Thank you for your comments.
You always want to be tight in your harness PG or PPG. Sliding in the harness playing catch is not a good thing for it induces all kinds of unwanted side sliding movements. Always think Spandex ;-). We used to actually cut the sides of the seat plate 1cm at the time (PG) until the side skirts of the harness were really pressed against the hips which is not so much an issue with PPG because of the way the harness is connected to the side bars.
The seat extension helps comfort-wise and was invented by SUPAIR for the early PG harnesses (early 90’s).
I am familiar with Parajet, I sold a few to my students long ago. Parajet’s early PPG design was taken after the Japanese company called DK ( I was their US. distributor when they were still in business) and when they closed shop. The owner of Parajet purchased the leftover DK part surplus to start Parajet in the UK.
Parajet’s original PPG designs were almost a carbon copy of the DK. Whisper.
You will see me taking off with the first “Whisper” in the US. at the time in this video https://www.youtube.com/watch?v=-wWFflIt3p4 Notice the harness with a seat extension. I beat the altitude Florida PPG record a year or so later with the small DK “Beat” motor (Boxer engine). It was not near as powerful as today’s machines but did the job just as well. Those flights were made in the mid 90’s. The first one was in Florida, the second one in New jersey, USA., the third in Mexico for a PPG Guinness World. The 4th video was in New Jersey. The last sequence is an interesting one because it was a prototype I had designed was the lightest PPG in the world at 17.9lbs. I was flying a higher performance NOVA wing. The harness was a true PG harness with a full seat extension, a dorsal reserve parachute container (nobody has that feature today and never did), side hip protectors with fiberglass cups + medium density foam, foot-rest, which you will see me using (by hand, because it was not heavy enough , full speed-bar, side storage pocket. It was a PG harness, and because of it I was able to weigh-shift as well as with any paragliding harness which was impossible to do and still is not with today’s PPG designs because of the frame configuration preventing it. You will only get a partial weigh-shift.
I came up with a different system with the motor connected to the harness without a frame.
The risers attachment points were exactly the same as with paragliding. The motor was attached with industrial velcro and could be removed in 30 seconds from the harness. Having true PG connections allowed me to pull massive “Ears” the way we used to do it before the “Split “A" risers" came along, by reaching high up into the outer “A” lines. But then, PPG pilots could not reach high enough to grab them because of the higher carabiners connection points compensating for the motor weight tilting the pilot backward. At the time most PPG machines were equipped with “J” bars ( inverted bars riding over the pilot’s shoulders ). Eventually harnesses with an “A” frame design for better load distribution (more stable than the side bars and good for beginners - see 1st, 2nd and 3rd flight in the video) were invented with built-in webbings sewn into the harness - the carabiners were connected at the top of the “A” shaped tandem riser-like design. Then someone came out with the side bars/Swan-Neck bar/Weight-shift bars we know today as an option for more active flying.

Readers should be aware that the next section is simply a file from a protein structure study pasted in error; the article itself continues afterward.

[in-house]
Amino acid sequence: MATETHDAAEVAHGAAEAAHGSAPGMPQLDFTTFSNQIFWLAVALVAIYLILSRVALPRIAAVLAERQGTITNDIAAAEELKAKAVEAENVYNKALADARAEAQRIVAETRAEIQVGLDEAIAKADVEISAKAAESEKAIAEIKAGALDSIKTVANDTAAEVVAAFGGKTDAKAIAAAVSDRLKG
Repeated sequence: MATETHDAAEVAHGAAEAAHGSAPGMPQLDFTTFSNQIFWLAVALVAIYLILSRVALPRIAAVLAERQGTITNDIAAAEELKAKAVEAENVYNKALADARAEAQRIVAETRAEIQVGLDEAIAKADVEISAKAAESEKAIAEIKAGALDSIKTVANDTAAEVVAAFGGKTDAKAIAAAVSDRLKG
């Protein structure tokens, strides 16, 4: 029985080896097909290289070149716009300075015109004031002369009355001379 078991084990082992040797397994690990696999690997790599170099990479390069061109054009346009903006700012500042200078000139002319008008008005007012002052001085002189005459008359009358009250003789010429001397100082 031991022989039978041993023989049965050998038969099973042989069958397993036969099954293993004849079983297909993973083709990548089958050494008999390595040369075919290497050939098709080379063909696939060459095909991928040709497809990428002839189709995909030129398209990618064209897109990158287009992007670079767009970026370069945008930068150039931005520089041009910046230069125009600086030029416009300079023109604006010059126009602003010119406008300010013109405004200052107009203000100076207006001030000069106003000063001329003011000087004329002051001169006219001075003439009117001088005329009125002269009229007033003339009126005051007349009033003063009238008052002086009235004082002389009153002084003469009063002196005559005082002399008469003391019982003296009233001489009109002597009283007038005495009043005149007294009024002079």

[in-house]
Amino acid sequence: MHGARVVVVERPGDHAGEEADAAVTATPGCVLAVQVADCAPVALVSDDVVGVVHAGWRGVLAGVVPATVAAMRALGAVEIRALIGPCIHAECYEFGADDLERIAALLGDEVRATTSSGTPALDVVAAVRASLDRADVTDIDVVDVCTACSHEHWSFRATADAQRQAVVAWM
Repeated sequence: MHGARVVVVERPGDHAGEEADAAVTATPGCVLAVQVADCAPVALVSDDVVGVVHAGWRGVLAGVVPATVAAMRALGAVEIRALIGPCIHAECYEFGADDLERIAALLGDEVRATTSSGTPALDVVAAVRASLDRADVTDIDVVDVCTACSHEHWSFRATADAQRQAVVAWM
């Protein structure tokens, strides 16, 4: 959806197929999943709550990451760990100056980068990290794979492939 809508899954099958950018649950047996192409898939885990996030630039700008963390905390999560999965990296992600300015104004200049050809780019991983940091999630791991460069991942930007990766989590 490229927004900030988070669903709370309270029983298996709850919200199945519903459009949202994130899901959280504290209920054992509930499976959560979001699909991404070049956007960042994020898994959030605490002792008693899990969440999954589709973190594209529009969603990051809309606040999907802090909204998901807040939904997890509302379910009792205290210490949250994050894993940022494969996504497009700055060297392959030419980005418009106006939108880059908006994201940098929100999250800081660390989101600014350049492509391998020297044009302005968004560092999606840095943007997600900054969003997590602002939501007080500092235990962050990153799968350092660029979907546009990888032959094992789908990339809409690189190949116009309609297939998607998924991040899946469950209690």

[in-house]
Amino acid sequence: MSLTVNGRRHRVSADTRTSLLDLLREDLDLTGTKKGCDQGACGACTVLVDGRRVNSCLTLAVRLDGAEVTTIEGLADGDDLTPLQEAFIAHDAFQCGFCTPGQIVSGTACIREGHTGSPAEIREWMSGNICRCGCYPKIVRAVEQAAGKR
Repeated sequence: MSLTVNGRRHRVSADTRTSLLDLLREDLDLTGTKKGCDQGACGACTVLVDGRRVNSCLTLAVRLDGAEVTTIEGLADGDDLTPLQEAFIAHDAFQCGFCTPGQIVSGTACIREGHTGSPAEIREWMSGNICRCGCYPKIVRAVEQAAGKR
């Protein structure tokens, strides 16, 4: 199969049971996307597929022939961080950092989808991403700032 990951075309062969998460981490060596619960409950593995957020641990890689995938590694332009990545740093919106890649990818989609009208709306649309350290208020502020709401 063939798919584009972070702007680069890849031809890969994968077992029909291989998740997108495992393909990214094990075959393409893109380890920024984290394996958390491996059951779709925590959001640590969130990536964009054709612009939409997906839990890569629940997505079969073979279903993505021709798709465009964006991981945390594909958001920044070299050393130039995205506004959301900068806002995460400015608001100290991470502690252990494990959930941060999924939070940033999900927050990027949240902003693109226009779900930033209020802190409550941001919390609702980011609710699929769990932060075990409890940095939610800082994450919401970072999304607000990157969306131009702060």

You are correct, harnesses have a sliding seat-plate system nowadays enabling the pilot to get into the harness more easily, but there are still folks out there regardless of the brand who need a bit of help getting inside the seat, and a foot-rest is good for that. When not used to it during takeoff, new pilots will sometimes have a hard time backpedaling to grab the bar because of the relative windspeed pushing it back a bit. Taking off trying the find the foot-rest with the motor blasting behind one’s back can become a bit overwhelming.
You should not have to adjust your seat extension in flight. Once the harness is correctly adjusted during a hang-test on the ground, it can stay that way for good. I have flown PG with the same Split-leg harness for the last 7 or 8 years and never had to adjust it. Same deal with my OpenPPG and other machines I flew or designed.
PPG harness seat extension:
USHPA Advanced Paragliding Tandem Instructor
USPPA Certified Powered Paragliding Instructor
GMI Paragliding - Powered Paragliding School
On Aug 16, 2019, at 5:17 PM, Toby Obermeit via OpenPPG Community firstname.lastname@example.org wrote:
I used a footrest to help me get into my harness when I had the miniplane PSF. I just could not get into it easilly without it. I think my harness may have been too small in hindsight.
But now, with the parajet zenith, that harness is designed so well that the seat just pops into position naturally, and easy to pop out of too…I would suggest you spend some time hang testing and practicing getting in and out. and be sure to adjust the harness well. getting those leg straps just right makes a huge difference…I never moved the foot rest to the new machine because it was not needed, the harness has a front “recliner” flap that you can adjust in flight…probably not as comfort as the foot rest, but a step up in comfort anyway.
Visit Topic to respond.
To unsubscribe from these emails, click here.